What's
the graph of Y = X ^{4} look like?



Well
pretty much like the graph of Y = X
^{2} but narrower. 





The graph
of Y = X ^{4} is narrower than the graph of Y = X
^{2} 


everywhere
except between X = 1 and X = 1. 


In that
area, the graph of Y = X ^{4} is wider. 





This is
because when you multiply a fraction times itself 


the
answer is smaller than the fraction you used. 











And the
more times you multiply the fraction times itself 


the
smaller the answer gets ... 











And a
funny thing happens when you put ANY exponent on 1 ... 


1^{5} 
=
1 
1^{1} 
=
1 
1^{0} 
=
1 
1^{3} 
=
1 
1^{2000} 
=
1 
1^{(any
exponent)} 
=
1 






So what
does that mean to us? 


It means
that if we have an equation like: 





Y = X^{(any
exponent)}



When
X = 1
, then Y = 1 too! 








OK, back
to the big exponents. 


What does
the graph of Y = X ^{5} look like?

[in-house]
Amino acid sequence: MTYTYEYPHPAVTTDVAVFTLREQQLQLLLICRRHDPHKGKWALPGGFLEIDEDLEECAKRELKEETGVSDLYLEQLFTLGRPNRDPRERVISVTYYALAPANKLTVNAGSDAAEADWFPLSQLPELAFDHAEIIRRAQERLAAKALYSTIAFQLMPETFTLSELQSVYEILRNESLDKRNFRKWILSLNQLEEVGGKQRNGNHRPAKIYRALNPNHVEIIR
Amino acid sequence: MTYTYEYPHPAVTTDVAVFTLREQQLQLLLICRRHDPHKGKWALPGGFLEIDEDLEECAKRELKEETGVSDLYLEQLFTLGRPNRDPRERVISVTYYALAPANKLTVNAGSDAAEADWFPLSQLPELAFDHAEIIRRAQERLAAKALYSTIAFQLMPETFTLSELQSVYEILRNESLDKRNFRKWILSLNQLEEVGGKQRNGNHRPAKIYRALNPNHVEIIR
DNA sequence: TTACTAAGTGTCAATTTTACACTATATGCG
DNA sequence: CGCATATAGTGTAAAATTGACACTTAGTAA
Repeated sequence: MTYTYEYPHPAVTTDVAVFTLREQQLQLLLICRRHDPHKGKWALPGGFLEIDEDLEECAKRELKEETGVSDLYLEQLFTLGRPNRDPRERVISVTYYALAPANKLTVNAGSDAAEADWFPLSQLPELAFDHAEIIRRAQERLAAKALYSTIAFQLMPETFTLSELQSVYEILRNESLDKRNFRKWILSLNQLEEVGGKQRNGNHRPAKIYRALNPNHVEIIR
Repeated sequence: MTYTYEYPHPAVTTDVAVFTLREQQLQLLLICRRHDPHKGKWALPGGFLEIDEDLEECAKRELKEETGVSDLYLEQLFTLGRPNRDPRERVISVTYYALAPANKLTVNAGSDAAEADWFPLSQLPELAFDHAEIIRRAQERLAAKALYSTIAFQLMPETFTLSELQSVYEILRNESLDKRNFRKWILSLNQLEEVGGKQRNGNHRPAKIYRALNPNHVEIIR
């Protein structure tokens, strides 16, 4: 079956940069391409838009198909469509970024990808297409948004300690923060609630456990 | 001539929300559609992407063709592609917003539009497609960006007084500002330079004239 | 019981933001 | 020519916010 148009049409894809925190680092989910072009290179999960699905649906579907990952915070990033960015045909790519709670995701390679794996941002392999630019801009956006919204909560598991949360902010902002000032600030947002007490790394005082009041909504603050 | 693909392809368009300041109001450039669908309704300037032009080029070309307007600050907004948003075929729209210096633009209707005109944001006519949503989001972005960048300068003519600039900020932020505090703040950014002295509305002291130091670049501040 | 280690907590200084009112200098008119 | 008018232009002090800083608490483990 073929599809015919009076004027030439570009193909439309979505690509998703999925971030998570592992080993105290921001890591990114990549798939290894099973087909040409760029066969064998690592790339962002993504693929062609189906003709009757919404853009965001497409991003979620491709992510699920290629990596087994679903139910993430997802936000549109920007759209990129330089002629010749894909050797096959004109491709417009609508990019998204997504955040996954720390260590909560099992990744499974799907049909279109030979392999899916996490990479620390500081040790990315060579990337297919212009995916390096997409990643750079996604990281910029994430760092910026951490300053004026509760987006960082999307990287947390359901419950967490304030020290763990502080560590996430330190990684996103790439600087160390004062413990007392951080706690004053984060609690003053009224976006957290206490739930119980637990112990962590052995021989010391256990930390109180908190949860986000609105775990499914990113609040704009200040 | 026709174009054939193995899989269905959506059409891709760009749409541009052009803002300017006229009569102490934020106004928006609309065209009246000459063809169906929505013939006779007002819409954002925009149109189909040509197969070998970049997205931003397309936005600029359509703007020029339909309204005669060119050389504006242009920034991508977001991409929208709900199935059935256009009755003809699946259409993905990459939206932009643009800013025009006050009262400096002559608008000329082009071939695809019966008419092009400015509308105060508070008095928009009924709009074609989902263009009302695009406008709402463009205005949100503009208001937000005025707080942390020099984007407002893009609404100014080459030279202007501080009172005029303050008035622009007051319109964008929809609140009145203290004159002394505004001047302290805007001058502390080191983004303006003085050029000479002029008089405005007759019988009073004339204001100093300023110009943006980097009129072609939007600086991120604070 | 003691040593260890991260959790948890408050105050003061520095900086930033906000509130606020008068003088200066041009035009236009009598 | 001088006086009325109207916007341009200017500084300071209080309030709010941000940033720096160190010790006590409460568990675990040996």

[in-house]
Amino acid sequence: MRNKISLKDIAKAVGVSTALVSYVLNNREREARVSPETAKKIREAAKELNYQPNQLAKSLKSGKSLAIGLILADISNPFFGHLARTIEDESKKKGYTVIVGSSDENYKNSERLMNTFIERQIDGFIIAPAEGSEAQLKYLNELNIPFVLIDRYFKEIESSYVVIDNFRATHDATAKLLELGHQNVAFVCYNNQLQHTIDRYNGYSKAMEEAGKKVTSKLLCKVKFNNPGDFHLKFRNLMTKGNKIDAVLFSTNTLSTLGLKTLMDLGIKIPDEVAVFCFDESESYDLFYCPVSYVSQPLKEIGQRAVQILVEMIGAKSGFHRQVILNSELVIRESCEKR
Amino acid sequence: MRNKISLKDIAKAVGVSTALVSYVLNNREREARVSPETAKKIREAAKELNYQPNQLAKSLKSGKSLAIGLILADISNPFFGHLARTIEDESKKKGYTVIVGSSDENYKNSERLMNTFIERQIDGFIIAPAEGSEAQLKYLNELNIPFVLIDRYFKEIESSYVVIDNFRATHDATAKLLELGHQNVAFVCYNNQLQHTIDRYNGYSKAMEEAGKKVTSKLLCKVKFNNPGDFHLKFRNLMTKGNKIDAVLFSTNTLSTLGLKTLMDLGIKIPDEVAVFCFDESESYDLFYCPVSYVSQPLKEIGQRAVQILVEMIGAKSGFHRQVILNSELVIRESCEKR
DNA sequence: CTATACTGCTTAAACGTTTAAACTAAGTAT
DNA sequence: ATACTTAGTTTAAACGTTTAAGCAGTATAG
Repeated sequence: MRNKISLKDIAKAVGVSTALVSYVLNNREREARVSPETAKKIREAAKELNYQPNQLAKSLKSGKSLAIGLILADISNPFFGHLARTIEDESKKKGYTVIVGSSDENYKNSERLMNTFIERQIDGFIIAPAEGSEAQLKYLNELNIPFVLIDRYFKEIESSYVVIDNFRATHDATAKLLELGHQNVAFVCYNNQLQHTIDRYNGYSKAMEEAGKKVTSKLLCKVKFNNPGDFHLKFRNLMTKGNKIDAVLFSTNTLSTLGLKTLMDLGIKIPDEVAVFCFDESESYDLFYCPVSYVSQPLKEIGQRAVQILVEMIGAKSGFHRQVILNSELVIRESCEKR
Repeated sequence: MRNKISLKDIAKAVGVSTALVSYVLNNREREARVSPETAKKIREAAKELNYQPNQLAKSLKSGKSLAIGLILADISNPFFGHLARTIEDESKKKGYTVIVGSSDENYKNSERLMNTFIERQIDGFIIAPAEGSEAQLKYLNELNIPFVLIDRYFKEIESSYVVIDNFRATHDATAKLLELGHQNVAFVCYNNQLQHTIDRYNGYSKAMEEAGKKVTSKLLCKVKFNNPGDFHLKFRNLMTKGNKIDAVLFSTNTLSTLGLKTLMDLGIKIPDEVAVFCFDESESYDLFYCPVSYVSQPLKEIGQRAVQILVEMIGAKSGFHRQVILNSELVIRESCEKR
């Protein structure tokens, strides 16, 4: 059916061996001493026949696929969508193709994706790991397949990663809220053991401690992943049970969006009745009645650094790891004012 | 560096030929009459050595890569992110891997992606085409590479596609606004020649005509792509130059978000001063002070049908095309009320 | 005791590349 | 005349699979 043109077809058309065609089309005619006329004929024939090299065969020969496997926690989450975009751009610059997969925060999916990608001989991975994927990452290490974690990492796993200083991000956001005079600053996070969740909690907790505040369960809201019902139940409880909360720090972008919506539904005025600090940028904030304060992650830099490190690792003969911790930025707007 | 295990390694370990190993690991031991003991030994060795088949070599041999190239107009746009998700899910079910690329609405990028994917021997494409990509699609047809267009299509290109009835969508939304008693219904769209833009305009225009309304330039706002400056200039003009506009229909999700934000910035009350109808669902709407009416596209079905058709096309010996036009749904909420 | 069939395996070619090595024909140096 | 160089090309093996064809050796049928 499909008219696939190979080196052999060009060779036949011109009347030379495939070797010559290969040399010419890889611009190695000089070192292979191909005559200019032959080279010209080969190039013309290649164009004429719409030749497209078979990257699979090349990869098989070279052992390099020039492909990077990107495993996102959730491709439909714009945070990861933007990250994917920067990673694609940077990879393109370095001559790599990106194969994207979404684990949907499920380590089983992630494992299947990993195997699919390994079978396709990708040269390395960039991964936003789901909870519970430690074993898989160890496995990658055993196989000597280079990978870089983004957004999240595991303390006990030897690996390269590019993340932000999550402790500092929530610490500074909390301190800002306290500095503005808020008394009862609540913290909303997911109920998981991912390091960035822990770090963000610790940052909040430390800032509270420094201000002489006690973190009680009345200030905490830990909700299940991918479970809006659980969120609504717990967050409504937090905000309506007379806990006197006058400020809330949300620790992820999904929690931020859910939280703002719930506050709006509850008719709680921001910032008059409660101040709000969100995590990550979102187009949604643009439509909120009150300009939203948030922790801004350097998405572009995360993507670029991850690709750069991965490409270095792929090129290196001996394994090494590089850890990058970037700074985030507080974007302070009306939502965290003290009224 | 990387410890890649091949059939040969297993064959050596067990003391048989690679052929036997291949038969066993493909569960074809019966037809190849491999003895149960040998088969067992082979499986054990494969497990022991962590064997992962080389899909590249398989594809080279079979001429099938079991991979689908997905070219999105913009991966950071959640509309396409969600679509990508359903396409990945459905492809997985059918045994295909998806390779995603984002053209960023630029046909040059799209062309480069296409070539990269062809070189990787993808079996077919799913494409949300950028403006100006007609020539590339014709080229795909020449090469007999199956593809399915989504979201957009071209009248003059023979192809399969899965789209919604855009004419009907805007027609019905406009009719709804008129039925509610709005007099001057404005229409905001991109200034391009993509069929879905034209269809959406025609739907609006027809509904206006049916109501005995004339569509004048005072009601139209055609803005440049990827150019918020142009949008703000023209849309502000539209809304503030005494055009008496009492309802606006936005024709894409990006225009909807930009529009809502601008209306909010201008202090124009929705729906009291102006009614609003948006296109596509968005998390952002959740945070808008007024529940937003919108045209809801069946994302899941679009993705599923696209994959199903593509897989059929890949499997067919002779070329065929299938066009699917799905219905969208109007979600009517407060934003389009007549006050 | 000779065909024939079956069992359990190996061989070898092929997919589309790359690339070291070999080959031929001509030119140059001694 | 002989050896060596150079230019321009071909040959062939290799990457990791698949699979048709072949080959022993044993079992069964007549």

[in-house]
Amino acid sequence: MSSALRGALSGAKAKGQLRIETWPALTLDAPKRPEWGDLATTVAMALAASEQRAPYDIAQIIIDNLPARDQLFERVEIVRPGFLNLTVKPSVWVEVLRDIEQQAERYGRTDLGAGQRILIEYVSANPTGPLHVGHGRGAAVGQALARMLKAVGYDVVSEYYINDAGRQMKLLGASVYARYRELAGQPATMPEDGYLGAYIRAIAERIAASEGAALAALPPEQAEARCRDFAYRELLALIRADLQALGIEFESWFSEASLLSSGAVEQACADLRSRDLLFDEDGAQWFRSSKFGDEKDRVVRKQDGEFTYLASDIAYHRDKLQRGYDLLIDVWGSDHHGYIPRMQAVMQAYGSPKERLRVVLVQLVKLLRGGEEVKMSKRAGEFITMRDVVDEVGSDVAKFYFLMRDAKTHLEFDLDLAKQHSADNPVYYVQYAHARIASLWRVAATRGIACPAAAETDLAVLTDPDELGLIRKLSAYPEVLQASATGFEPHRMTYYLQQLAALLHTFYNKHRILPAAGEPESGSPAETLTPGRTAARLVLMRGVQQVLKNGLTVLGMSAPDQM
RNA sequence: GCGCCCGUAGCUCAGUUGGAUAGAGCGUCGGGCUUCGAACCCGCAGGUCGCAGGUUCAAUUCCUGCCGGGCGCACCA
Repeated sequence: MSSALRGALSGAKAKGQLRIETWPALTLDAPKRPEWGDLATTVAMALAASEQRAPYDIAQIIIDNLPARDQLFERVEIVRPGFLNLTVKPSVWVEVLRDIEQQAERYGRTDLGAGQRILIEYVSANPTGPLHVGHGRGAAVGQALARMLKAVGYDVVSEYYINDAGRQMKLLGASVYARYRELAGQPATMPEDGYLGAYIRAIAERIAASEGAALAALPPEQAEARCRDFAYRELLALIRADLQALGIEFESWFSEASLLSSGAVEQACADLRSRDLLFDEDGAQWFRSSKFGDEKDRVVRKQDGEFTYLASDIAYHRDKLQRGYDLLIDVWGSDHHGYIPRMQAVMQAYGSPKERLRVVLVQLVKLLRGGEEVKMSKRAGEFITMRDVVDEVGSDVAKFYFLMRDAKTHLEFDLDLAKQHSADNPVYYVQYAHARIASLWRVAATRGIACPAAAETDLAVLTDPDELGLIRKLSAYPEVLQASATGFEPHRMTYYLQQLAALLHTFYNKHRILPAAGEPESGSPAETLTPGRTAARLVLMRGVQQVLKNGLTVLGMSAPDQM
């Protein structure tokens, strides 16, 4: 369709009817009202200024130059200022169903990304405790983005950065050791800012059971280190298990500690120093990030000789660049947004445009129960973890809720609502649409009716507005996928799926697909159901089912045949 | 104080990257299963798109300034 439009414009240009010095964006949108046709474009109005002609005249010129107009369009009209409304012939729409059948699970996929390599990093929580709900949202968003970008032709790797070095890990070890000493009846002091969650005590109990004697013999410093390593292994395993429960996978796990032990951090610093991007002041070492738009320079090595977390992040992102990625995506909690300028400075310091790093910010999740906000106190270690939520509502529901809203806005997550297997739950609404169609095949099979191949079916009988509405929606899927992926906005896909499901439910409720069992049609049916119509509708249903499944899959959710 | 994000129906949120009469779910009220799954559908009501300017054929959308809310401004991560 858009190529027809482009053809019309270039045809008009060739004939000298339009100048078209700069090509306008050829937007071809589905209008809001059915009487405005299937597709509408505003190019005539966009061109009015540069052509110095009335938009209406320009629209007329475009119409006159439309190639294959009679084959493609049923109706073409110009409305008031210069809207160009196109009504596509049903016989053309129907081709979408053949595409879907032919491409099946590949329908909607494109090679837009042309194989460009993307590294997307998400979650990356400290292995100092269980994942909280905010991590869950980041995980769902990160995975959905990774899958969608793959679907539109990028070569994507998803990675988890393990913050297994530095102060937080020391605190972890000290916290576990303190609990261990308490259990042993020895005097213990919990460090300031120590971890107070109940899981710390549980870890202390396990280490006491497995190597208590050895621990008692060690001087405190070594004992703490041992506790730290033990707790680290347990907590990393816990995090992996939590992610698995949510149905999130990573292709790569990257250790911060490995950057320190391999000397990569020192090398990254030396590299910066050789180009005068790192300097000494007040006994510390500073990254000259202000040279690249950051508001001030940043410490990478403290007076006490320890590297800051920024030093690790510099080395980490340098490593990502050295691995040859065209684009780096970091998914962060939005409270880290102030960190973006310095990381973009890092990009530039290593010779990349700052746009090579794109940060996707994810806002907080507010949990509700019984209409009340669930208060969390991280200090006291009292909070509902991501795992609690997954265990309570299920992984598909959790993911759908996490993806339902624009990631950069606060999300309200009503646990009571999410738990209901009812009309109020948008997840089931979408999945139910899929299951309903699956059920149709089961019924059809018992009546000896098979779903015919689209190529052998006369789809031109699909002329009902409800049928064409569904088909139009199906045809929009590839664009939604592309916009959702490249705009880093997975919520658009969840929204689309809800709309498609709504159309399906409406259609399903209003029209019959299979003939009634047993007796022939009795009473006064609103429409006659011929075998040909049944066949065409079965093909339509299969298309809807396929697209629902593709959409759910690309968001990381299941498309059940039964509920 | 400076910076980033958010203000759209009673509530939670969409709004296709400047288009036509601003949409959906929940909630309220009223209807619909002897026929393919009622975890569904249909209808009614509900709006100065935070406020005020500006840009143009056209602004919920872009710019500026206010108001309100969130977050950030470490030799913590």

Pretty
much like the graph of Y = X
^{3} but narrower. 


Except
... wait for it ... 





in the
area between X = 1 and X = 1. 








So the
deal is ... 


Y = X^{(even
number)}






All of
these equations with even number exponents 


have the
same "U" shape as Y = X
^{2}. 


The
bigger the exponent, the narrower the "U" 


except
between X = 1 and X = 1. 





AND ... 


Y = X^{(odd
number)}






All of
these equations with odd number exponents 


have the
same shape as Y = X ^{3}. 


The
bigger the exponent, the narrower the "U" 


except
between X = 1 and X = 1. 





copyright 2005 Bruce Kirkpatrick